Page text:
The rare almost-appropriate usage of the phrase “here’s the thing.”

§ January 2nd, 2023 § Filed under collecting, the thing, watchmen § 13 Comments

So I’m not good at “end-of-year” lists where I run down the best comics, simply because 1) I haven’t read everything, so I’ll feel like a dummy for leaving some stuff out, and 2) I haven’t even read everything from the past year that I’ve taken home to read. As I’ve noted time and again, I have stuff from four years ago, about the time I started having my eyeball shenanigans, that I haven’t read yet. I still have that big ol’ collection of pre-Popeye Thimble Theatre to read, for example.

Thus the plan was to at least point out a handful of oversized collections I picked up this year, as I obviously did’t have enough already to read. I had my reasons for acquiring each, which I can detail (though in at least one case you can probably guess).

But here’s the thing…one of these I’ve already discussed, another I need to take some decent pictures of for use here since I can’t find any decent ones at distributors or on eBay that I can steal borrow, and the third is still at the shop stilling on a shelf behind my counter.

The first one, the one I already talked about, is the Absolute Edition of Doomsday Clock. Yes, it’s garbage, but it’s well-presented garbage, with beautiful artwork reproduced at good size, and plenty of behind-the-scenes material to be had. There’s also that extra thingie in the back of the book that literally shocked me. It remains a “was this trip really necessary” kind of thing, with its ultimate purpose (attempting to once again give in-universe explanations for DC’s rejiggering/rebooting of its fictional milieu) already pretty much ignored or supplanted or piled-upon by other DC event books, as everyone assumed would happen.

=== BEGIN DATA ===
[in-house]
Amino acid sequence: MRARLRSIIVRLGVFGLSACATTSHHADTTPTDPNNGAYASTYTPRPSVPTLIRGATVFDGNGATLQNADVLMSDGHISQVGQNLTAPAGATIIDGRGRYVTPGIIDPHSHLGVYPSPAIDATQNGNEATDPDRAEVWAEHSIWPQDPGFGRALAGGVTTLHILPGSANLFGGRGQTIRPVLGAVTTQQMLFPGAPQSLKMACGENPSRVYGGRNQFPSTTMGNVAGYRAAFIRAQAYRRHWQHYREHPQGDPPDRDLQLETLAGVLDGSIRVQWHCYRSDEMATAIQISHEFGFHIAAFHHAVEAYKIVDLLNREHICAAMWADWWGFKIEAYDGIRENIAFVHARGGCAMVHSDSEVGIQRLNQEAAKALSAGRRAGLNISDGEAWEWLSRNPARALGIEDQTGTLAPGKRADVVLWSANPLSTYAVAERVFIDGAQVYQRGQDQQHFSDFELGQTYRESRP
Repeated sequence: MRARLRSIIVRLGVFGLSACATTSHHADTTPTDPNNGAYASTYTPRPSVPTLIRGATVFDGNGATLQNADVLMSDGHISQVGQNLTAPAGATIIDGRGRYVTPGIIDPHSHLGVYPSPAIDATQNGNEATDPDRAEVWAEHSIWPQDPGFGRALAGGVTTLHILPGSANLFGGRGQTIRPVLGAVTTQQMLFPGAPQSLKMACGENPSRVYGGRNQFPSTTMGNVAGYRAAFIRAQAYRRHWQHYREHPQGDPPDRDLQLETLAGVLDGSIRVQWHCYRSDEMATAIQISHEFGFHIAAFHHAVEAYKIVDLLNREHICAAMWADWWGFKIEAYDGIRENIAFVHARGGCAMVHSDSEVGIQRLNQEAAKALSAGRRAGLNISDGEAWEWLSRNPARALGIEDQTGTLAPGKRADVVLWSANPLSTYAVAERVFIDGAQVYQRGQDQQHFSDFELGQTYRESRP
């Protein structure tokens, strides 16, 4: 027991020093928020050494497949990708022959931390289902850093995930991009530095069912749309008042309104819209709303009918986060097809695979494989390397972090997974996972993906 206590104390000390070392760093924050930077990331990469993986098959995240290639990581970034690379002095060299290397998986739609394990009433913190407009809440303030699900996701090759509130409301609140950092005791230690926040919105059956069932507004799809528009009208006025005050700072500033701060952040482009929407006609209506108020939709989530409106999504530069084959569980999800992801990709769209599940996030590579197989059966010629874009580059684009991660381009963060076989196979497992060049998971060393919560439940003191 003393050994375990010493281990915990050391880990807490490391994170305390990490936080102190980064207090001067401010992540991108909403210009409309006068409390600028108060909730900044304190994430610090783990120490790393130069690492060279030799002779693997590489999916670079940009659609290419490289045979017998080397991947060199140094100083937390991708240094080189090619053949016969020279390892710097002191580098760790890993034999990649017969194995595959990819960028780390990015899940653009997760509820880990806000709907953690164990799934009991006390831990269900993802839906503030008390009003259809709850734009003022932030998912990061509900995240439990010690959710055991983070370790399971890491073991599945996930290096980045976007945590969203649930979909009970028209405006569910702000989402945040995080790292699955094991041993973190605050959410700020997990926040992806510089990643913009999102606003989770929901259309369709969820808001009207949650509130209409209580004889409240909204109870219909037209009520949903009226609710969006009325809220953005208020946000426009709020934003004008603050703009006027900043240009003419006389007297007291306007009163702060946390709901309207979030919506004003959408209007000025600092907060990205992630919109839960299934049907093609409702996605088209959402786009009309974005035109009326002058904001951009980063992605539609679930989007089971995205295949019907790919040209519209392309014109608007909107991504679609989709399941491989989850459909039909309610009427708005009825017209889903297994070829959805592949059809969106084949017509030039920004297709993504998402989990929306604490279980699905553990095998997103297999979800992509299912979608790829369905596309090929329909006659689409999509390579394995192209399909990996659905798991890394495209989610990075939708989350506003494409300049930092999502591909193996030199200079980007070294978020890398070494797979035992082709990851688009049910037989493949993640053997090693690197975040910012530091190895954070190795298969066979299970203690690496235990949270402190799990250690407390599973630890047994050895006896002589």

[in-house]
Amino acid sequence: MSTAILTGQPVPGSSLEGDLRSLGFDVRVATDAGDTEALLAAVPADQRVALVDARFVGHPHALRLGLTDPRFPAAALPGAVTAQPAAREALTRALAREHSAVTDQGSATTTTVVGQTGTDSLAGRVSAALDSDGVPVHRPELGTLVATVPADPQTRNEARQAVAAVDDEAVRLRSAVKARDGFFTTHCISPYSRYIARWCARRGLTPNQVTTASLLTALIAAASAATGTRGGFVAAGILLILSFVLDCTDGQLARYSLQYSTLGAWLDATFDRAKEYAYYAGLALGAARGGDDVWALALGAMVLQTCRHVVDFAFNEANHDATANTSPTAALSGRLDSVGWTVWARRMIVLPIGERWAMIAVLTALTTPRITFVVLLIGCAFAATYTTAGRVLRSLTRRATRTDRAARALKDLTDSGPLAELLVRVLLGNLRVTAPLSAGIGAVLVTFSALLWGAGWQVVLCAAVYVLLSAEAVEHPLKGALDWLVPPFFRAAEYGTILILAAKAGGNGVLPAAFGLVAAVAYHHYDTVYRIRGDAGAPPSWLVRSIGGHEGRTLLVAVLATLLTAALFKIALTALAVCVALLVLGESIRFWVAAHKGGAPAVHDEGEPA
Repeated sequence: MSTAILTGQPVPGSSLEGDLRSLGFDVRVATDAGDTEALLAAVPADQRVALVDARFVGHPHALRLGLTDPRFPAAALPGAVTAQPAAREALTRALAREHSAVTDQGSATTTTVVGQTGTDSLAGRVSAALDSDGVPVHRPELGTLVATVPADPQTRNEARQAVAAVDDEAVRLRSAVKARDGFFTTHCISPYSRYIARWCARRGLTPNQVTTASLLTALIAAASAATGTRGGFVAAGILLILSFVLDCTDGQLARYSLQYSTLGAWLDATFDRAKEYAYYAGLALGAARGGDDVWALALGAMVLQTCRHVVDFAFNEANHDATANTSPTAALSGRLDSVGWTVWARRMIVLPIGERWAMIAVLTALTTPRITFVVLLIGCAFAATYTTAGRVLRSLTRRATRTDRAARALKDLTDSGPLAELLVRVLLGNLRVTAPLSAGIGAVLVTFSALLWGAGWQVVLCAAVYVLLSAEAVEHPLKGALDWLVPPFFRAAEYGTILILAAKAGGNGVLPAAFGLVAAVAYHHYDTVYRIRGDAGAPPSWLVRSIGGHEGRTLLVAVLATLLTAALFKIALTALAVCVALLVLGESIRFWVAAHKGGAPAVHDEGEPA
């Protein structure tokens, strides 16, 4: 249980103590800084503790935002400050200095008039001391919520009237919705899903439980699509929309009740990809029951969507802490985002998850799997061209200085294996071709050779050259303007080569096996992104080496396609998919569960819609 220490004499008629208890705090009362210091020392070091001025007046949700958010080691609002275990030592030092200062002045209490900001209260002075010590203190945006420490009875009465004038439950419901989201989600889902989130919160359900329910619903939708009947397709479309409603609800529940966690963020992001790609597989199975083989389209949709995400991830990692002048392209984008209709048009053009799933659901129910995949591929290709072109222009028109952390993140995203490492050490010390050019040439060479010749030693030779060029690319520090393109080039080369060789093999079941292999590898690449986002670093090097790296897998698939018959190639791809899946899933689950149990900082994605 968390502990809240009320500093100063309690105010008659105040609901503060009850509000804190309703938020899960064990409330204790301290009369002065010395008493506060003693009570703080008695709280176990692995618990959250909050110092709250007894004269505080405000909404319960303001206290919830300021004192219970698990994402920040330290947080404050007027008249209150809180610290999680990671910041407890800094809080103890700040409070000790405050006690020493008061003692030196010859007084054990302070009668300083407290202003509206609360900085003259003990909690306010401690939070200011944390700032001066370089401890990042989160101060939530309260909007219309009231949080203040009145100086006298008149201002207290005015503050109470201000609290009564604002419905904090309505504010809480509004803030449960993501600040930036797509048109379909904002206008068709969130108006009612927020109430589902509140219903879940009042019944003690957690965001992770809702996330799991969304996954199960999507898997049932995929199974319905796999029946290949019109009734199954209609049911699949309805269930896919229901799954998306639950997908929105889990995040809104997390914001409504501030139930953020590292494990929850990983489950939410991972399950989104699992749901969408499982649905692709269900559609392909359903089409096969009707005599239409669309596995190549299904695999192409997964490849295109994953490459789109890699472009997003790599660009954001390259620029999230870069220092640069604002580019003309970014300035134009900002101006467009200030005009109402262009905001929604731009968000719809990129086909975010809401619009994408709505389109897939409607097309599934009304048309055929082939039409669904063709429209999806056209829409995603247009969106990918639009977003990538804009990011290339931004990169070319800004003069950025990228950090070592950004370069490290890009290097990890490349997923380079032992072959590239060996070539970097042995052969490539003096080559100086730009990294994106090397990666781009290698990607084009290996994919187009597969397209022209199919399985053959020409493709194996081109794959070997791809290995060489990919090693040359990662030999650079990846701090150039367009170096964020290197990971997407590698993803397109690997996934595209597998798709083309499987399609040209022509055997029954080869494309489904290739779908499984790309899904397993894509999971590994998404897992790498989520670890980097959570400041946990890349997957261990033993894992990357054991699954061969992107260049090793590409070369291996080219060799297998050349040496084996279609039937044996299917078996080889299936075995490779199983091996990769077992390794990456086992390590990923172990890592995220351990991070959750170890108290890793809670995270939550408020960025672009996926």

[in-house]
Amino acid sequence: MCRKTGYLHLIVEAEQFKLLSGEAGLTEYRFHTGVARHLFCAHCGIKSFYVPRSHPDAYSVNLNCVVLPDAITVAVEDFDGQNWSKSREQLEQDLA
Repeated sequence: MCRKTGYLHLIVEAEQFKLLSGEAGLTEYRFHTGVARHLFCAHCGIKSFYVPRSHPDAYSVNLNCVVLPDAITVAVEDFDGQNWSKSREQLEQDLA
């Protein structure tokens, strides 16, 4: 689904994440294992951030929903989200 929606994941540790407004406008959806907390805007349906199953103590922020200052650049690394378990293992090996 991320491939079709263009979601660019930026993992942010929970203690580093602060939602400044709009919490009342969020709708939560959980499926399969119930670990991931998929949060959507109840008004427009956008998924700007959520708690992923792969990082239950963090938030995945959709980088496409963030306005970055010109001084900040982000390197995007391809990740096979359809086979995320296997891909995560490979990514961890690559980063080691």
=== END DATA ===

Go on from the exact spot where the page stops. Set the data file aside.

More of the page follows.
But, as a collector of weird Watchmen-related ephemera, this felt like an interesting item to have. Plus, it matches up nicely with my Absolute Watchmen slipcased edition, a thought that probably is giving someone somewhere a bit of a twinge right behind their eyes.

The second oversized collection I’ll talk about later in the week, once I get some pictures taken.

The third collection, still sitting shrinkwrapped at the store, is the Thing Omnibus:

This collects the 36 issues of the Thing series from the 1980s, along with a couple of issues of Fantastic Four that tie into storylines in that book. There are also other miscellaneous Thing stories from the period mixed in (like the Barry Windsor-Smith story from Marvel Fanfare, a Marvel Tales back-up, and that Jim Starlin/Bernie Wrightson Thing/Hulk graphic novel). Issue #3 of the computer-game tie-in Questprobe is even included. I kinda wish they’d made room for the Hulk/Thing team-up in Marvel Fanfare #20 and #21, also by Starlin, which has never been reprinted in the U.S. as far as I know. Ah, well, there’s always the next omnibus.

Now why did I need this volume? Well…I didn’t, really. I own nearly all of its contents still…that Thing series, the graphic novel, the FFs, the BWS story. But it is nice to have it all in once place, and that cover…! There were two covers for this book, because of course there were. One cover, by John Byrne (who wrote the early part of the series), was taken from this issue, and it’s…fine, though not a patch on the Ron Wilson cover they did use. That’s one of the great and iconic images of Aunt Petunia’s favorite nephew.

Ron Wilson drew a whole lotta this book, and he is one of the unsung heroes of superhero funnybooks…clearly inspired by Jack Kirby, but not, like, outright copying the guy. One of the surprises this omnibus has for me is its inclusion of a story from the 1990s version of Marvel Super-Heroes which I hadn’t read, featuring 22 new-to-me pages of Wilson art. Can’t wait to see that.

One thing (heh) I am curious about is that in this issue there was a scripting/editing error which resulted in two conflicting names for the same character. It would be nice if that was straightened out. Also, the “How to Draw The Thing” page from this ish better be in there. I need nice, quality printing of the Thing telling me to not give him no lips. (Which of course literally works out to “give him lips,” but I’m not gonna tell ol’ Benji that.) Also, stop giving the Thing a neck, you guys, so long as we’re on the topic.